Teachers' Tales

Pobble in an inner-city school

by John Robertson
on November 29, 2017


It’s tough for inner-city schools like mine, with high numbers of EAL students (70% to be precise), to find solutions to encourage children to write. Increasing attainment in writing at the same time is even tougher. But here at St Peter’s we’ve done just that.

Back in 2014, I was lucky enough to meet Henry Smith, a teacher at a neighbouring school. We built up a good relationship as fellow English teachers. Henry offered to show me a new website he and some colleagues had been working on. Pobble.com aimed to make writing exciting by sharing children’s writing with a worldwide audience.

St Peters

Fast track to 2017 and we are heading into our fourth year of being a Pobble school. The Pobble values are fully integrated into our school community and we’ve seen a huge increase in writing attainment across school. Each week we select children to be our published authors, these are not chosen specifically, they can be children that have done an exceptional piece of work or that need a boost of confidence with their writing. We ensure that across the school year all pupils are published. And then we celebrate our newly published authors across school!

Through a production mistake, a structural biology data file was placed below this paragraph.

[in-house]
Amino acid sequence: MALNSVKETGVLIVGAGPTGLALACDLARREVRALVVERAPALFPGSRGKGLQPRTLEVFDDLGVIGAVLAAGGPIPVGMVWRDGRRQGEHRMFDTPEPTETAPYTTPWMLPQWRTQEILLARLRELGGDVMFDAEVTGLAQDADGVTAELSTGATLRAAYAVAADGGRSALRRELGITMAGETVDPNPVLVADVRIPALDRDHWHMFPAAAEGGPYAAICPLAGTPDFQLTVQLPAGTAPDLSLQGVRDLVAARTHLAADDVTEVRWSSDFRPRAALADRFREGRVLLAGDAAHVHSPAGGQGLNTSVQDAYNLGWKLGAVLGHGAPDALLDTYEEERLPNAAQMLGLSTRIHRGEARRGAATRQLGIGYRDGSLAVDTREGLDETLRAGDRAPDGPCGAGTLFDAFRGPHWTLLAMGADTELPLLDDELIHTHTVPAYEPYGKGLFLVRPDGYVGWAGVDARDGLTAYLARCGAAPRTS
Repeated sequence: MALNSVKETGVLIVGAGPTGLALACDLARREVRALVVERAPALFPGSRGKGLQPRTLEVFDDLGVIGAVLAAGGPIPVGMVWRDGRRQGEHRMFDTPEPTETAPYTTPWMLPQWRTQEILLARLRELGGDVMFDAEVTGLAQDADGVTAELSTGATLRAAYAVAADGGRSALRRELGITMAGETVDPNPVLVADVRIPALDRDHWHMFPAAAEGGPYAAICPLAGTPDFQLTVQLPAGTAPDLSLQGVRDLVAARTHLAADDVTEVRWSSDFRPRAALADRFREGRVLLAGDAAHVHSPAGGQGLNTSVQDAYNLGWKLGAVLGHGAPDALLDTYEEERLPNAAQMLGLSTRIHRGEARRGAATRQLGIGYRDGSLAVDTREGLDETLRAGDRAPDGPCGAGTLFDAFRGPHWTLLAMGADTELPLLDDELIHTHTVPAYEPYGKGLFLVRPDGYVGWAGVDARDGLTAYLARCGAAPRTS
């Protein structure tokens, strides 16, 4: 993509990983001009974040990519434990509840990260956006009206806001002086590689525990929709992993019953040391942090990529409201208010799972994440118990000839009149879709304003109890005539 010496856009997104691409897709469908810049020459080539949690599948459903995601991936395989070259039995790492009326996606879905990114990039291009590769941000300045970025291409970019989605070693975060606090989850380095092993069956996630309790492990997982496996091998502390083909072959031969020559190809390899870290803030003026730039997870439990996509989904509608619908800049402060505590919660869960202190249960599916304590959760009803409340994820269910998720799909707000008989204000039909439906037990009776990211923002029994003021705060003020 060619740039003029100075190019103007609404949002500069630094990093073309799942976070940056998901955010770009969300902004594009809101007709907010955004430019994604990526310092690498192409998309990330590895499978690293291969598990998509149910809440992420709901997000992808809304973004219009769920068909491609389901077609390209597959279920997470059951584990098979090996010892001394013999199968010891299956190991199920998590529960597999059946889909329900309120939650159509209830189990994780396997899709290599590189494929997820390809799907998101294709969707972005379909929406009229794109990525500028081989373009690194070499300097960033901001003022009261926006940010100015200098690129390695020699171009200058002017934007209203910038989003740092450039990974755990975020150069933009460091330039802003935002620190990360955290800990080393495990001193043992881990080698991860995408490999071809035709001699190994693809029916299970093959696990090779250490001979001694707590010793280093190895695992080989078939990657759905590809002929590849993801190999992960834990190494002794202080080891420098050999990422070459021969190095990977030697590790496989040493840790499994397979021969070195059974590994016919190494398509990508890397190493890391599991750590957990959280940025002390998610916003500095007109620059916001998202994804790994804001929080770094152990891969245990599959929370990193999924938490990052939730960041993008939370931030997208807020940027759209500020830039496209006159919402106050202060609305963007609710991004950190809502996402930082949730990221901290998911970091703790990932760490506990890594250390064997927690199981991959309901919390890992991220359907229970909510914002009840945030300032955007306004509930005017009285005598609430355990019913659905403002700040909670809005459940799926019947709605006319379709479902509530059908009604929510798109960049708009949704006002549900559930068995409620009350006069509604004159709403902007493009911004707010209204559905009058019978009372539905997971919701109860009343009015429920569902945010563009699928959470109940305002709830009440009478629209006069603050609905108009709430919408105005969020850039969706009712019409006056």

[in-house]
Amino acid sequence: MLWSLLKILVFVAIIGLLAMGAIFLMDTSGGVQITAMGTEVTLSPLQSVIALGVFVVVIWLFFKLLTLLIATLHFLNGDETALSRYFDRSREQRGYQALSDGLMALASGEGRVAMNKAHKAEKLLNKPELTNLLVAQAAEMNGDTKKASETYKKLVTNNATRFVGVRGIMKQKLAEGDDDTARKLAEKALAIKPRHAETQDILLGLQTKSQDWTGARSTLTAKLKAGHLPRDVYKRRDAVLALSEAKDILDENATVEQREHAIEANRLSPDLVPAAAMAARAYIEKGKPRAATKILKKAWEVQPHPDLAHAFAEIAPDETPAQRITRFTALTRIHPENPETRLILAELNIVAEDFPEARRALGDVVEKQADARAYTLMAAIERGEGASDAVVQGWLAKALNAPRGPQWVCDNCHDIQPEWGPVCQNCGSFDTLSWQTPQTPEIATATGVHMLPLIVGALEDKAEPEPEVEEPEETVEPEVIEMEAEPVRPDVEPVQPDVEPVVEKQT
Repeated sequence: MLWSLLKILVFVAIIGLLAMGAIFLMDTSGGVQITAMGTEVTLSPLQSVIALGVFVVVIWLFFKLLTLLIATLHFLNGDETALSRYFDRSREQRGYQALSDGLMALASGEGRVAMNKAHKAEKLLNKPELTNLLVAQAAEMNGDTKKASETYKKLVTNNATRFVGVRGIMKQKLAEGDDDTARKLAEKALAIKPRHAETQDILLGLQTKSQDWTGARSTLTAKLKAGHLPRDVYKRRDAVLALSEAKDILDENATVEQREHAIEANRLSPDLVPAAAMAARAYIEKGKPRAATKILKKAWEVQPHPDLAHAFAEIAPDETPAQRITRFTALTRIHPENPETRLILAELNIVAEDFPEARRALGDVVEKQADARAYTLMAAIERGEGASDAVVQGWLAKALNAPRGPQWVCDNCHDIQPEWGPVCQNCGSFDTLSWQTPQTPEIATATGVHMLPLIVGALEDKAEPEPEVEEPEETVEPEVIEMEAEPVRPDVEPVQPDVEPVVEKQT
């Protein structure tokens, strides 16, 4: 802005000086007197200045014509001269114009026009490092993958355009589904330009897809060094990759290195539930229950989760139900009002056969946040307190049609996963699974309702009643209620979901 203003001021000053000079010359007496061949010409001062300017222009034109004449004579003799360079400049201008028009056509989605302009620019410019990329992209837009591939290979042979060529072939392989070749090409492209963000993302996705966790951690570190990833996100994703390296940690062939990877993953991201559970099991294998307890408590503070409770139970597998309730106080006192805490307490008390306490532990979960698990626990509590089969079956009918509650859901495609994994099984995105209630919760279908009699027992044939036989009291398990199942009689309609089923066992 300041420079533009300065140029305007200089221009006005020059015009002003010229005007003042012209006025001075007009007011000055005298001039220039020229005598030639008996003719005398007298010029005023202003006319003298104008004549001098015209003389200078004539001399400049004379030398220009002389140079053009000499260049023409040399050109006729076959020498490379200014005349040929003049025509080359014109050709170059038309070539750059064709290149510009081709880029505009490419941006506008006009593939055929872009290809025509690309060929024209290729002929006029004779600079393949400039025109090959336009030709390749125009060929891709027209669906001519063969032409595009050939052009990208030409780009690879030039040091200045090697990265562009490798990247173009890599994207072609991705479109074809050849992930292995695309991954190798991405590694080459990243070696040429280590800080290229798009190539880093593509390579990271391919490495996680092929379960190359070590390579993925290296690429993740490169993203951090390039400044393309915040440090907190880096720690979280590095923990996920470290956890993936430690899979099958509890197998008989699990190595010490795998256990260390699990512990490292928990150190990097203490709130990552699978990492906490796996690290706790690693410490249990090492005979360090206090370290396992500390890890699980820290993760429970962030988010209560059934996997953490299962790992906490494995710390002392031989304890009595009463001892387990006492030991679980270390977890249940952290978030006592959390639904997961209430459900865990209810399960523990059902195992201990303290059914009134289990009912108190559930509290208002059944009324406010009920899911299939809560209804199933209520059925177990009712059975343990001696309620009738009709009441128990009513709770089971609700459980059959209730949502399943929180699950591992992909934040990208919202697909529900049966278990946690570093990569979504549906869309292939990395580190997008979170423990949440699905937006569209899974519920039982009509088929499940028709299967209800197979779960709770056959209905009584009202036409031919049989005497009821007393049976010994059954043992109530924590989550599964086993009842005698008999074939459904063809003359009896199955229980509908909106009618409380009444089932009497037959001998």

IMG_7357 (1)

Sharing our pupils’ writing on the Pobble site allows it to be seen by a wider audience and allows our wider school community to get involved. For example, we have school governors who regularly log on to read and comment on our school’s work. This is fundamental to increasing the children’s writing confidence. We find that sharing writing on the Pobble platform is a fantastic way to celebrate writing, and engage our reluctant writers, especially the boys.

A few words then about Pobble 365. It’s an excellent resource, that we adapt in our own way and use across school. We use the images and accompanying questions for inference activities using the OWI strategy. The children are asked what they observe (O), what they wonder (W) and what they infer (I). They observe details in the image, ask questions and then use their schema and evidence from the picture to infer what is not directly obvious yet still relevant.


The children find these activities really engaging and the Pobble 365 images really inspire great writing. It’s so valuable to have an excellent resource that we can customise to fit the needs of our writers in school.

John Robertson is a Senior Leader and Year 6 Teacher at St Peter’s Church of England Primary School in Leeds.